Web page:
Andrew Marr: BBC’s most disliked?

Andrew Marr leaves the BBC Broadcasting House in central London after presenting The Andrew Marr Show on 18 October, 2020 in London, England. (Photo by WIktor Szymanowicz/NurPhoto via Getty Images)

I love it when the Jocks complain.

The BBC fortnightly report from their complaints service has three big ones and Andrew Marr’s disgraceful interview, with the First Minister, using inaccurate statistics to badger her, came top:

On the day, I made two complaints (below) and encouraged readers to also do so. I wrote:

I haven’t complained for a while. It’s usually demoralising. Please use this to make you own:

So far, I’ve had two apologies for delay in their response. I’ll post mine here when they do get round to it.

9 thoughts on “Andrew Marr: BBC’s most disliked?

  1. Oddly (or not so oddly)—I have read in the press about complaints referencing Strictly and Have I got.
    Not a peep about Marr.

    What was that about supporting newspapers during the pandemic?
    Source of honest, accurate and unbiased news? Aye right!

    Liked by 3 people

  2. Here’s my complaint,

    Andrew Marr’s use of selective statistics to the point of lying in his cross examination of Nicola Sturgeon, was a gross misinterpretation of the facts.
    Why is Marr trying to politicise the covid-19 pandemic?
    Please get Mr Marr on the carpet as soon as possible and I personally would like to see him sacked from the BBC. 

    I’ll post my answer when it arrives.

    Liked by 2 people

  3. Hi All
    Here is my reply from the BBC – I have replied to their reply asking for an explanation how at the end of “week 49” they consider “weeks 43 – 46” meets the “LAST FOUR WEEKS” I will post that reply

    Dear Mr Maclean
    Thank you for contacting us with your concerns about BBC One’s Andrew Marr Show, broadcast 29 November.
    When speaking to First Minister Nicola Sturgeon, Andrew Marr highlighted data sourced from the Office for National Statistics and the National Records of Scotland, which suggested the recent Covid-19 death rate in Scotland was higher than in England.
    Andrew was explicit that he was looking at the last four weeks, and the data on screen was clearly sourced as being from week 43 to week 46.
    We would never deliberately mislead viewers for any purpose or intentionally deceive our audience in any way. We are committed to covering every aspect of the pandemic with impartiality and accuracy.

    Nevertheless, we appreciate your concerns, and with that in mind we have made your comments available to the programme team and senior management across the BBC.

    Thanks again for taking the time to contact us.

    Liked by 1 person

  4. I can’t agree on this explanation I have to say.

    we’re sending this response to everyone. We’re sorry we can’t reply individually, but we hope this will address most of the points raised.

    The First Minister of Scotland Nicola Sturgeon was closely questioned on topics such as her handling of the coronavirus pandemic and the attainment gap in Scottish education, and we heard Ms Sturgeon respond at length.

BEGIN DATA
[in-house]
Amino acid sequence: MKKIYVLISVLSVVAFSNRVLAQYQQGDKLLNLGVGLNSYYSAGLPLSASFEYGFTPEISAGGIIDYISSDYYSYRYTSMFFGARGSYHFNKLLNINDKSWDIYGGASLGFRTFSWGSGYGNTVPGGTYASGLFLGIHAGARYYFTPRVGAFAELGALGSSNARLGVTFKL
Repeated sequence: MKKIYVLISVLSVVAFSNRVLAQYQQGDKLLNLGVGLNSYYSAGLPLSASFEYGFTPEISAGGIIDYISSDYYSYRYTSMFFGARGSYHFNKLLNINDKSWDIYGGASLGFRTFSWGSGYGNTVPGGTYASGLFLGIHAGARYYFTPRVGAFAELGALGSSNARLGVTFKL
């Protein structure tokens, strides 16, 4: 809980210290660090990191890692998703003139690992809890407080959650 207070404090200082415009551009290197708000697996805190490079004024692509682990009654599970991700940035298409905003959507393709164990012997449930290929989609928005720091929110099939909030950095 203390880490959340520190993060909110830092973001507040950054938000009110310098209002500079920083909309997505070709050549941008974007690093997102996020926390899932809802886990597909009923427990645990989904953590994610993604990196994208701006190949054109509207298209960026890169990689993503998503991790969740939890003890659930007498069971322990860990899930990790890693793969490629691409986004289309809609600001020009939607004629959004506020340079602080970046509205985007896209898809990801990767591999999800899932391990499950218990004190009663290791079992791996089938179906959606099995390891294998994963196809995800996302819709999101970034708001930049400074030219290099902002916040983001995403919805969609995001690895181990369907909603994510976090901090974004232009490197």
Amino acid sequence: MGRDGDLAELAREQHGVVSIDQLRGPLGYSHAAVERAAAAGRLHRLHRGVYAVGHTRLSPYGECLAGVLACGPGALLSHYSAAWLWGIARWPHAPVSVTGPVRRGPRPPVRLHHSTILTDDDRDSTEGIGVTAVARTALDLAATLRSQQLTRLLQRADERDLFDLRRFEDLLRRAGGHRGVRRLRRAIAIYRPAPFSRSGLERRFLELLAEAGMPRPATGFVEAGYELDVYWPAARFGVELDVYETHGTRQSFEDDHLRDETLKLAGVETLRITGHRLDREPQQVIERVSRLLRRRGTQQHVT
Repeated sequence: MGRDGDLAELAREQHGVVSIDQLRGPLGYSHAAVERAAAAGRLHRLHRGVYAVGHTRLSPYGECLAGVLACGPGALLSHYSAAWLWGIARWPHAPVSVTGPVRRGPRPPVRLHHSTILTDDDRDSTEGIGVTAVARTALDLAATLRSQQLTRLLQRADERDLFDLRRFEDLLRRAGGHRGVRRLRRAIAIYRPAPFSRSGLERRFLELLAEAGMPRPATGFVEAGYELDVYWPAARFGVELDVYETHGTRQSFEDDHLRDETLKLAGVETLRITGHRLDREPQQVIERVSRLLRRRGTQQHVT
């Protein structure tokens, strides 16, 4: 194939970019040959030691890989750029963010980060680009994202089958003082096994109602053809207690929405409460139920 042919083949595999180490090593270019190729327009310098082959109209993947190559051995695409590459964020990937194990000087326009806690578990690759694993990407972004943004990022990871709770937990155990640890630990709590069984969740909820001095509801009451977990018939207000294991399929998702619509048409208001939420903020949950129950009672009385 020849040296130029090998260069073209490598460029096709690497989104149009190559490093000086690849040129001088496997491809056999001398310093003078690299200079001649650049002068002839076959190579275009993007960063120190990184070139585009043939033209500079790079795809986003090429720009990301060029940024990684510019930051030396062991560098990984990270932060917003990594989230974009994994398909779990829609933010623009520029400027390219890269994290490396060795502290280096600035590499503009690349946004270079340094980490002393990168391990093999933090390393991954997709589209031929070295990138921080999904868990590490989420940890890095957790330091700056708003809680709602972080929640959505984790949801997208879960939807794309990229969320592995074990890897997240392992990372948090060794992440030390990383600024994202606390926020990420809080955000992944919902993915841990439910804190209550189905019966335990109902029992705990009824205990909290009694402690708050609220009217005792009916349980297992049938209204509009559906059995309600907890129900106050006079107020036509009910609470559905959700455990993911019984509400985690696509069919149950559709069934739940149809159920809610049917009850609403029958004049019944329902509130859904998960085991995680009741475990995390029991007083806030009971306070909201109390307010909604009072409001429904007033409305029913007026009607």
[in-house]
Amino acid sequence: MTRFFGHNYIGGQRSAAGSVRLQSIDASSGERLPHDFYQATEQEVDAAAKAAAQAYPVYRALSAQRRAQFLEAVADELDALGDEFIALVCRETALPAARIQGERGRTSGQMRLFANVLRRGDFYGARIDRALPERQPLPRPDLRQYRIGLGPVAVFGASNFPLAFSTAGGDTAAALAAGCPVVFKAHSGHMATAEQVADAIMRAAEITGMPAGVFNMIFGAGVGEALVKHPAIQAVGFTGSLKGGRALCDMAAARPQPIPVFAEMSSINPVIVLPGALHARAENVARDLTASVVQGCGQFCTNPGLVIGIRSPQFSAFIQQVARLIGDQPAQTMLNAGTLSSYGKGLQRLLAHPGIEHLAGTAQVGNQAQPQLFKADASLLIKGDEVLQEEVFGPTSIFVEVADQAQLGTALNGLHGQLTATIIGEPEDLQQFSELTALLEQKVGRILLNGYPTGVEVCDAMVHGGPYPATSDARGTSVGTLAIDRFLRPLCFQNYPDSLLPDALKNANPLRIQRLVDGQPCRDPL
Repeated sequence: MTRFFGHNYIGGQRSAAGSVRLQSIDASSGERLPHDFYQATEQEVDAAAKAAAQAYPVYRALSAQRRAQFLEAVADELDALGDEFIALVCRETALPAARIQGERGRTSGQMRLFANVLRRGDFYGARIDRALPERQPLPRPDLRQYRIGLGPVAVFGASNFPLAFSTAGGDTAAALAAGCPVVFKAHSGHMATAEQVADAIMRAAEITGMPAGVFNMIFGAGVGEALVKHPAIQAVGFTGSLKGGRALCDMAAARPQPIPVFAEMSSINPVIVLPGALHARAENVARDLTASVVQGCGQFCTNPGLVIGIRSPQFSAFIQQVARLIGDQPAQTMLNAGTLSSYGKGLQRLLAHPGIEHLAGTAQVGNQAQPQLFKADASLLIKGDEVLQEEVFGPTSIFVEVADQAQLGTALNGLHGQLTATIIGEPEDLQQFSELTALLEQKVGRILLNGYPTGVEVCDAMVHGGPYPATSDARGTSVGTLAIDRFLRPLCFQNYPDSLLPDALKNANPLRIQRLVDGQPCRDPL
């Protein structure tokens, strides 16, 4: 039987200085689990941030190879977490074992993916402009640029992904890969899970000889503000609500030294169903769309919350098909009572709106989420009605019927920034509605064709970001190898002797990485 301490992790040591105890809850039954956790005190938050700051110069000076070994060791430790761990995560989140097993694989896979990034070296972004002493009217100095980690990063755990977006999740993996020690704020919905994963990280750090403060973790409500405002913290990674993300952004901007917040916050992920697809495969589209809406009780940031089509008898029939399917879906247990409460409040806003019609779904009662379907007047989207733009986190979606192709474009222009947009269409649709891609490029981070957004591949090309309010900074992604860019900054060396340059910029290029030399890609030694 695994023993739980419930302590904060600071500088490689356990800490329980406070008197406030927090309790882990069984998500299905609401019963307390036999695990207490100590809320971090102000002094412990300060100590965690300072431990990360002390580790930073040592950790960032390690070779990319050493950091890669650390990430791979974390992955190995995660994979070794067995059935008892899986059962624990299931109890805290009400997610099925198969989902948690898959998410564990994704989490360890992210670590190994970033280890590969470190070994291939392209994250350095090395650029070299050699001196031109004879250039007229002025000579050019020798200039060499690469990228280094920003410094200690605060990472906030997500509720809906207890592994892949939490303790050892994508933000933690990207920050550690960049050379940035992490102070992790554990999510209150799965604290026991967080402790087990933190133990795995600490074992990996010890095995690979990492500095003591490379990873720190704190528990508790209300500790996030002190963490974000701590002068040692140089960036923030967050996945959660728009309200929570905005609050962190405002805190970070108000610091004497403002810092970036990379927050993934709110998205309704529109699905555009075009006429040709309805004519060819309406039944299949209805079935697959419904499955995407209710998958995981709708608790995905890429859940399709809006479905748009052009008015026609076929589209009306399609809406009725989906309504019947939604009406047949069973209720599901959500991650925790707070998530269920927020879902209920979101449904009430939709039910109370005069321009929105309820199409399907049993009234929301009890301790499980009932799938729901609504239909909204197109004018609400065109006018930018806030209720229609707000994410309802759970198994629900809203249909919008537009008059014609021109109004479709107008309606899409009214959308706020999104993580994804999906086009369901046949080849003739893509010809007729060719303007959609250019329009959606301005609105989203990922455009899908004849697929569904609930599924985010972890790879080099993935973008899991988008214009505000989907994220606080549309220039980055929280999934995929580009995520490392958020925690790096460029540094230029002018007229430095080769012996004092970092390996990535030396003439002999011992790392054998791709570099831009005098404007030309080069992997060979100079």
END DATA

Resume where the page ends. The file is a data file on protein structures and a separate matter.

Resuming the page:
We don’t agree that the approach taken was biased or unfair.

    When scrutinising the First Minister’s performance during the pandemic, Andrew Marr referred to two distinct periods in his questioning, the first wave in the Spring and the second this Autumn.

    In the first question he asked ‘when you look at the data, isn’t the truth that Scotland has the third worst record in deaths from Coronavirus of any country in Europe in the first wave?’ This is a reference to the ONS, 30 July 2020: “By Week 22 (week ending 29 May), the four countries with the highest cumulative excess mortality saw the respective rcASMRs: England (7.55%), Spain (6.65%), Scotland (5.11%), Belgium (3.89%).” (ONS Comparisons of all-cause mortality between European countries and regions: January to June 2020)

    The First Minister accepted ‘the number of deaths in Scotland has been far too high’ but makes the point that it is not a competition, there are a range of factors at play and that ‘at the moment there is a lower prevalence’ in Scotland than in England and Wales.

    In Andrew Marr’s follow up question he asked Ms Sturgeon ‘If you look at the last four weeks’: the audience is shown the four most recent weeks of comparative figures between the ONS and the National Records of Scotland and Andrew reads these out to the First Minister. The First Minister responded by saying that the death rate per million in Scotland during the pandemic has been lower than England and Wales.

    At the time of the interview the best and most up-to-date data we could use to make a comparison between England and Scotland only went up to week 46 (the ONS data for week 47 was not published until the Tuesday after the programme).

    There is a clear acceleration in mortality from week 43 to the present week so it is a reasonable time by which to compare the mortality impact of the second wave.

    At no point did Andrew Marr suggest this data referred to the entire pandemic.

    Viewers were clear that the programme referred to an assessment of the first wave earlier in the year before moving onto examine the most recent data available.

    The Andrew Marr Show is known for its rigorous and in depth interviews in which politicians and others in positions of power are held to account. The First Minister Nicola Sturgeon was asked a range of challenging questions as were the Foreign Secretary, Dominic Raab, and the Shadow Foreign Secretary, Lisa Nandy. Every interview is different but we believe all three showed the scrutiny, detail and due impartiality the audience expects.

    Thank you again for your feedback, which is highly valued.

    Kind regards,

    BBC Complaints Team


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